Examined whether children who were maltreated by caregivers were more likely to bully others and to be at risk for victimization by peers. An additional focus was to investigate emotion's role in bullying and victimization among children at risk. Participants were 169 maltreated and 98 nonmaltreated boys and girls attending a summer day camp for inner-city children. As predicted, maltreated children were more likely than nonmaltreated children to bully other children. Bullying was especially prevalent among abused children who experienced maltreating acts of commission (physical or sexual abuse). Maltreatment also placed children at risk for victimization by peers. Gender did not moderate these findings, in that maltreated boys and girls appeared to be at similar risk for bullying and victimization. As expected, both bullies and victims evidenced problems with emotion regulation. Furthermore, logistic regression analyses suggested that emotion dysregulation made a unique contribution toward differentiating bullies and victims from children who did not evidence bully-victim problems. In addition, maltreatment's effects on children's risk for bullying and victimization were mediated by emotion dysregulation.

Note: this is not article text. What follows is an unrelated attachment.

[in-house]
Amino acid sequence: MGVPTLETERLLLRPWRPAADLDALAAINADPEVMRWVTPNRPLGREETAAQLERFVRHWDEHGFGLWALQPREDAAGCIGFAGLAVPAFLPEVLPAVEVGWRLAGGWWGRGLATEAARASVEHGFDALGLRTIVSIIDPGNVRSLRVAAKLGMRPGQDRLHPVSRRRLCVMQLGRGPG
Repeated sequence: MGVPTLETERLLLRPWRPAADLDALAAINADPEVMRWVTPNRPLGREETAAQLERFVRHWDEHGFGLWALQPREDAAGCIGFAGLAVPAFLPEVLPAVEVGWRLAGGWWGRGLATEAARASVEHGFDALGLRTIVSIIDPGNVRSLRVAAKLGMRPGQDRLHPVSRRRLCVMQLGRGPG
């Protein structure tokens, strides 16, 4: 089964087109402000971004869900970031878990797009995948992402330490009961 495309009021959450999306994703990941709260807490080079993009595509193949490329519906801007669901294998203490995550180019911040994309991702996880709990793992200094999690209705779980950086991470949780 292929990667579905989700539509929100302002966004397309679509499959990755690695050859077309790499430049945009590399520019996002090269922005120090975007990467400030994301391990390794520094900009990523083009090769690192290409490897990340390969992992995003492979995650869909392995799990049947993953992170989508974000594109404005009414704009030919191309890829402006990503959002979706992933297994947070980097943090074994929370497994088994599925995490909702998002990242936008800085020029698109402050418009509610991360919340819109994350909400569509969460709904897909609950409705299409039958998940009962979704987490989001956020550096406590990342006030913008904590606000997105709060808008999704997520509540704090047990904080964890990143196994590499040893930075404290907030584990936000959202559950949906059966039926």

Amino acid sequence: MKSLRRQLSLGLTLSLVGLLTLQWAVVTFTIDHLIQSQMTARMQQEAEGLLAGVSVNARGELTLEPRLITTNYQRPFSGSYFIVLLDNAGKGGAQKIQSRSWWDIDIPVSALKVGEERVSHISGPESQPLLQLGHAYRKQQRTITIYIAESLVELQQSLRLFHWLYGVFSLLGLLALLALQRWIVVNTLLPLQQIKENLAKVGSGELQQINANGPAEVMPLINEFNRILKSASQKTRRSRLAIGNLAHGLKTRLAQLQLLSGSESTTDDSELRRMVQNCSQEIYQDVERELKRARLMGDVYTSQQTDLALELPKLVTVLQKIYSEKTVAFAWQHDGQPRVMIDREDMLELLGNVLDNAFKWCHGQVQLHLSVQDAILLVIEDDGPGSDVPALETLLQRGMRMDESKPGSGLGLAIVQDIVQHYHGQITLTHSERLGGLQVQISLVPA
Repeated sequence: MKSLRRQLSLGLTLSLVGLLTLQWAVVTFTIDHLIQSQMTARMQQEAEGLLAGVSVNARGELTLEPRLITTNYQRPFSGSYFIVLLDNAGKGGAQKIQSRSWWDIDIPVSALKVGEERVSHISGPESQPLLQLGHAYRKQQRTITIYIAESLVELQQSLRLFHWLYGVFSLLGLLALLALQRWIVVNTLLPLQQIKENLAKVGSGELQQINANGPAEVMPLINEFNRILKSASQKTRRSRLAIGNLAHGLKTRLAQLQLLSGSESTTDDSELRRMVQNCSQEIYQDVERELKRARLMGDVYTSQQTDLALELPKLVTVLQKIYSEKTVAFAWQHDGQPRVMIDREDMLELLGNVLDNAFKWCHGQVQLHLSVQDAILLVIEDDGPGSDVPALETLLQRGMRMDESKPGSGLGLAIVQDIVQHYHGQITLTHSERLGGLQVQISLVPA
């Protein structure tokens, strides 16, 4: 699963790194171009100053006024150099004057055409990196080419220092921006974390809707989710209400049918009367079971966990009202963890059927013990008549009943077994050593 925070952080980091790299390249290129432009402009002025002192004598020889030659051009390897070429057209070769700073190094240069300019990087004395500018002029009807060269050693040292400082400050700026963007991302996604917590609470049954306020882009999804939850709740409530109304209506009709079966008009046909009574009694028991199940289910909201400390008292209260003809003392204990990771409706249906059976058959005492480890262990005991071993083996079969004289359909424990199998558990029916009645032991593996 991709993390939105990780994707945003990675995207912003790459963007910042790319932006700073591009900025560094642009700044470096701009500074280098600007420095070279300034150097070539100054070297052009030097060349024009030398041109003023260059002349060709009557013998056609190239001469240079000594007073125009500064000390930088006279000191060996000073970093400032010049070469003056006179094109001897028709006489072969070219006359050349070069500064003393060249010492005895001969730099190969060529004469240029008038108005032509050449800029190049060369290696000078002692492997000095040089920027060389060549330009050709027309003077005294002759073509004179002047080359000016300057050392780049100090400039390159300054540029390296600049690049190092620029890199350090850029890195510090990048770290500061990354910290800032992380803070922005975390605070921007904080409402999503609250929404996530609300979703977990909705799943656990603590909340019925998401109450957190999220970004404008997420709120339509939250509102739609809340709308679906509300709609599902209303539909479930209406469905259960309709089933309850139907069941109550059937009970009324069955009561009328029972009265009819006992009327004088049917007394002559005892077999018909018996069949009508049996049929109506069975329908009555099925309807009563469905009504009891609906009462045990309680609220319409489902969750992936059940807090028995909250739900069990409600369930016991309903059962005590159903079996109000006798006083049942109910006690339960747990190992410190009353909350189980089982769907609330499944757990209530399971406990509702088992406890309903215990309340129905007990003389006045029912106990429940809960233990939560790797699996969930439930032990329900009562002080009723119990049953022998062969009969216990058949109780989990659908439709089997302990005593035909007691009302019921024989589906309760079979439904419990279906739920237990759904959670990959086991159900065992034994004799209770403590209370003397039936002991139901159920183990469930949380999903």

|Original language||English (US)|
|Number of pages||15|
|Journal||Journal of Clinical Child and Adolescent Psychology|
|State||Published - Jan 1 2001|